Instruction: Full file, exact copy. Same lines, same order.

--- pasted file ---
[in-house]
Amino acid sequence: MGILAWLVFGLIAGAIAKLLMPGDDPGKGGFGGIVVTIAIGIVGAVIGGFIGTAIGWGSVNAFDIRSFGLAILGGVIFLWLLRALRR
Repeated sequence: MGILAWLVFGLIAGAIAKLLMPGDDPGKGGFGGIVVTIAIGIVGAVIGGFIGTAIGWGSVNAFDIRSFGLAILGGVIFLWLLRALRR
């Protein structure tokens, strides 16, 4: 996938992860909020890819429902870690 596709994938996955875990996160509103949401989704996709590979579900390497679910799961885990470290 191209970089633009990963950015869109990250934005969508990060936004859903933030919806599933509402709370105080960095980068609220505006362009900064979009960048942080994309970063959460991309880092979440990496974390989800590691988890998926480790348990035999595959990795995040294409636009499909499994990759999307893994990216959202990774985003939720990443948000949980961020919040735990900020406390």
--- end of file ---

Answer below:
[in-house]
Amino acid sequence: MGILAWLVFGLIAGAIAKLLMPGDDPGKGGFGGIVVTIAIGIVGAVIGGFIGTAIGWGSVNAFDIRSFGLAILGGVIFLWLLRALRR
Repeated sequence: MGILAWLVFGLIAGAIAKLLMPGDDPGKGGFGGIVVTIAIGIVGAVIGGFIGTAIGWGSVNAFDIRSFGLAILGGVIFLWLLRALRR
């Protein structure tokens, strides 16, 4: 996938992860909020890819429902870690 596709994938996955875990996160509103949401989704996709590979579900390497679910799961885990470290 191209970089633009990963950015869109990250934005969508990060936004859903933030919806599933509402709370105080960095980068609220505006362009900064979009960048942080994309970063959460991309880092979440990496974390989800590691988890998926480790348990035999595959990795995040294409636009499909499994990759999307893994990216959202990774985003939720990443948000949980961020919040735990900020406390």